The Poetic Sign- Gaby Oshiro

The Poetic Sign

by Gaby Oshiro

Opens March 1st, 5-9 pm
Artist Talk: March 19th, 5:30
On display through March 29th
SEE THE COLLECTION

Modernism proposed that painting/sculpture could be much more than a relatively simple reproduction of visual appearances. This concept resonates with Aristotle’s theory about the importance in understanding the true purpose of artistic expression. “The aim of art is to represent not the outward appearance of things, but their inward significance”.

Henri Matisse’s assertion echoes this sentiment: “In the beginning you must subject yourself to the influence of nature. You must be able to walk firmly on the ground before you start walking on a tightrope”.  As early as 1908, Western painting freed itself from the desire to represent visual appearances with Cubism, breaking the boundaries between figuration and abstraction. Finally in the late 1940’s the last chains fell off of an aesthetic composition dating at least from the Renaissance.

My interest in languages and the etymology of words, made me curious to know the origin of kanji. I have found books about these Chinese signs called Oracle Bone script/ Dragon script, that were part of an ancient writing system lost in time, and rediscovered 3000 years later around 1895. These primordial symbols connect us with the past, and are a visceral connection part of the collective memory. To me, they have a lyrical quality belonging to my Japanese roots and it’s the reason why I incorporate them to my visual vocabulary. A work of art without substance and reasoning is only an empty vessel, like a body without a soul.

Closer to the sensibility of Art Informel/Arte Informale, these symbols undergo reinvention, deconstruction, and multiplication, adhering to a rhythmic composition following an invisible grid or pattern with variations of color, creating a visual song.  These characters are also used as a module and they exist in relation to others, they communicate intentional and unintentional meaning or feelings facilitating a universal interpretation of a private language.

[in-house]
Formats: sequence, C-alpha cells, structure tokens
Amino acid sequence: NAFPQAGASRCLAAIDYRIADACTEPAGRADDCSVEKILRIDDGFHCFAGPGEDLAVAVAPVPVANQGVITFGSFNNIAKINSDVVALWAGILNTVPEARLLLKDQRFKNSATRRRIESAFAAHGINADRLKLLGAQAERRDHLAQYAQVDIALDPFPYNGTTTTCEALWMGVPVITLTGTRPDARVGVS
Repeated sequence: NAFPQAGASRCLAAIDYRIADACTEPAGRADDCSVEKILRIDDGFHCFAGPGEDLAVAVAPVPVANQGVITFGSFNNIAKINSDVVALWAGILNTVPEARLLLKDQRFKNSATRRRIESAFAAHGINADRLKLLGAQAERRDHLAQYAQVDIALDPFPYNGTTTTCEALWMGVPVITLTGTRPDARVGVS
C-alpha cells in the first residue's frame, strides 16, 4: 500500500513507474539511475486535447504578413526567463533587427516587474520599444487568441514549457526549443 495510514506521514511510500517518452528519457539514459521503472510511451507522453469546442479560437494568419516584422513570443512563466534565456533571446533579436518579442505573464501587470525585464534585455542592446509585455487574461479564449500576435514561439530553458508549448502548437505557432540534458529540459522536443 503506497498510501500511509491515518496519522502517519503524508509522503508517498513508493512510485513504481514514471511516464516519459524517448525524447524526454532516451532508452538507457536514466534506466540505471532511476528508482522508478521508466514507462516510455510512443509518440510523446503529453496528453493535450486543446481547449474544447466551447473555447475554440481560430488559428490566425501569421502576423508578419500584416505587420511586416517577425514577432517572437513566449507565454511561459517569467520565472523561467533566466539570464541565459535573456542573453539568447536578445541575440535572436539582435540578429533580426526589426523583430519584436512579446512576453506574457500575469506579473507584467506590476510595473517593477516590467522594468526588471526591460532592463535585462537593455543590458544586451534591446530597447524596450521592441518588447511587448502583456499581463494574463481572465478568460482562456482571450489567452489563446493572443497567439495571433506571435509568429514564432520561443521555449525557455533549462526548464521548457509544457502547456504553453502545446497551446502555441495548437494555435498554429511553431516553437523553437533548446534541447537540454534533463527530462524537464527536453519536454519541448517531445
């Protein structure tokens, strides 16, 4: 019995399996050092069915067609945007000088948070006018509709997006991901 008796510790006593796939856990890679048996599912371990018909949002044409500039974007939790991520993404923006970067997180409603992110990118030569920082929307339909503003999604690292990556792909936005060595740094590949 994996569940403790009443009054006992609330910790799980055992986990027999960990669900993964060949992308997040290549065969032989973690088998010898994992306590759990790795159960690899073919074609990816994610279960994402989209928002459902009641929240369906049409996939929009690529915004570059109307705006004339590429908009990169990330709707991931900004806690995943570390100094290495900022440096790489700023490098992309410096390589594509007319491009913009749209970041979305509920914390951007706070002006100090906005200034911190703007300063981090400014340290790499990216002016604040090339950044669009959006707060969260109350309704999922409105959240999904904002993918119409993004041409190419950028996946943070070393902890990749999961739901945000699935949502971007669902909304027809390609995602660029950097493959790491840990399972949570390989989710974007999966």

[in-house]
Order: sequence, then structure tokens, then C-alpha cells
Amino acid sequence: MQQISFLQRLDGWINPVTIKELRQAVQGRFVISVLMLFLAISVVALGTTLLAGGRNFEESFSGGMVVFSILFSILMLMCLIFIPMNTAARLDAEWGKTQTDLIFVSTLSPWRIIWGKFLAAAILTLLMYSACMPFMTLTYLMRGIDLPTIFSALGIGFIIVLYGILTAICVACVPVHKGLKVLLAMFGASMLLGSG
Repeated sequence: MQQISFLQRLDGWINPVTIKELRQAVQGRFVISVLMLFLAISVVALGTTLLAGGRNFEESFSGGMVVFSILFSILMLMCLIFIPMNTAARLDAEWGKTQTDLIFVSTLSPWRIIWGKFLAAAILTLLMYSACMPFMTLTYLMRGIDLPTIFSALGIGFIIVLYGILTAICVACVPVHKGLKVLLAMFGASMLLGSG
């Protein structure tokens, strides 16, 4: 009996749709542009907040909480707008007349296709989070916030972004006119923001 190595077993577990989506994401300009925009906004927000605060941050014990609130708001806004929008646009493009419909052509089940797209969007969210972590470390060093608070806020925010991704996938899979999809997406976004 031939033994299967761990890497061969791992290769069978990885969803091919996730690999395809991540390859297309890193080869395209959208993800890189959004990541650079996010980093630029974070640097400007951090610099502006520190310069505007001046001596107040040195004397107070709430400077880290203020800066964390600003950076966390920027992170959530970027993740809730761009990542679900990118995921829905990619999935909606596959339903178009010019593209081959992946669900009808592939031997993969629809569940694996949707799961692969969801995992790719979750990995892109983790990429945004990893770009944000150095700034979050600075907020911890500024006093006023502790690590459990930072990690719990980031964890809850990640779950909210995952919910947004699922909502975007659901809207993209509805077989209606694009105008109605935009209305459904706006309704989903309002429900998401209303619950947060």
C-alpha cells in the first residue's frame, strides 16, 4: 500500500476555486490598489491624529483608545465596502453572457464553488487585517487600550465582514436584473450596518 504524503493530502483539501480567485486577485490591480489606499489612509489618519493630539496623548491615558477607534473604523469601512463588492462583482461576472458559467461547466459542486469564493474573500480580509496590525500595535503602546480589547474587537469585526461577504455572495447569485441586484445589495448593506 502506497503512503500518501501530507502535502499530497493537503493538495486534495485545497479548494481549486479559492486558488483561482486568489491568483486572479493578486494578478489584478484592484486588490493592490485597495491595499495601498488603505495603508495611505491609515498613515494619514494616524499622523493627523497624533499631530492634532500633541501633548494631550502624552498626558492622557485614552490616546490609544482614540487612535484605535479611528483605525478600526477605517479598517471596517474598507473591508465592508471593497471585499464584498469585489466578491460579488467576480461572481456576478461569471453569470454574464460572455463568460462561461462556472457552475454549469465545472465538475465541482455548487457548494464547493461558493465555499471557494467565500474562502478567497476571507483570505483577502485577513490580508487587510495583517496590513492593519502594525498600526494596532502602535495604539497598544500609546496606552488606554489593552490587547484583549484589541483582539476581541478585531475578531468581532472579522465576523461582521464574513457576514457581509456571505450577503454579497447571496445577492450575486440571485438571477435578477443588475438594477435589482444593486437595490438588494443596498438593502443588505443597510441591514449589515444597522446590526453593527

Painting is a visual language, a way to express and communicate what is under the surface and reveals the painter’s inner truths, transforming the invisible into visible. The paintings do not answer completely to the message of the painter, rather, the art becomes the catalyst for introspection. Individuals uncover their own significance depending on their experiences and philosophies of life. A painting is a meditative element is a visual poem/haiku that invited the interlocutor to isolate from noise and have a one on one conversation.

 

About the Artist:

Gaby Oshiro painter/musician was born in Buenos Aires Argentina to Edvige Bresolin, a photographer and pianist, and Oscar Takashi Oshiro, a political activist and lawyer, who was desaparecido (kidnapped and murdered) for opposing the military dictatorship in Argentina. When it became clear her father would not return alive, Gaby emigrated to Italy along with her mother and brother, where she studied for 5 years at the Liceo Artistico Statale di Treviso. After fine arts school in Italy, she attended Escuela Superior de Bellas Artes Ernesto de la Cárcova in Argentina where she studied with Guggenheim fellow Carlos Gorriarena.  In 2016 Gaby collaborated with writer/journalist Andrés Asato on his book about the 17 Desaparecidos of Japanese descent (Nikkei), helping him write the chapter about her father entitled "Con Alma Tanguera.”  Following the publication of the book, she was invited to do an art installation called Kintsugi about the 17 desaparecidos Nikkei at the Espacio Cultural of the National Library of Congress in Argentina.  Kintsugi, the Presence of your Absence-Part II, was presented at the Galleria dell'Artistico in Treviso Italy, and at the CMA Centro Municipal de Arte in Buenos Aires.  Gaby has received multiple awards and accolades for her work to include being a finalist for the prestigious Bienal Sur 2017 and the Artisan Series Bombay Sapphire Prize.  After working on portraiture for many years, Gaby’s current work is exploring the use of Oracle Bone script (Japanese/Chinese ancient characters) as modules inspired by the Art Informel and Abstract Expressionism guided by Robert Motherwell, Giuseppe Capogrossi and Carla Accardi.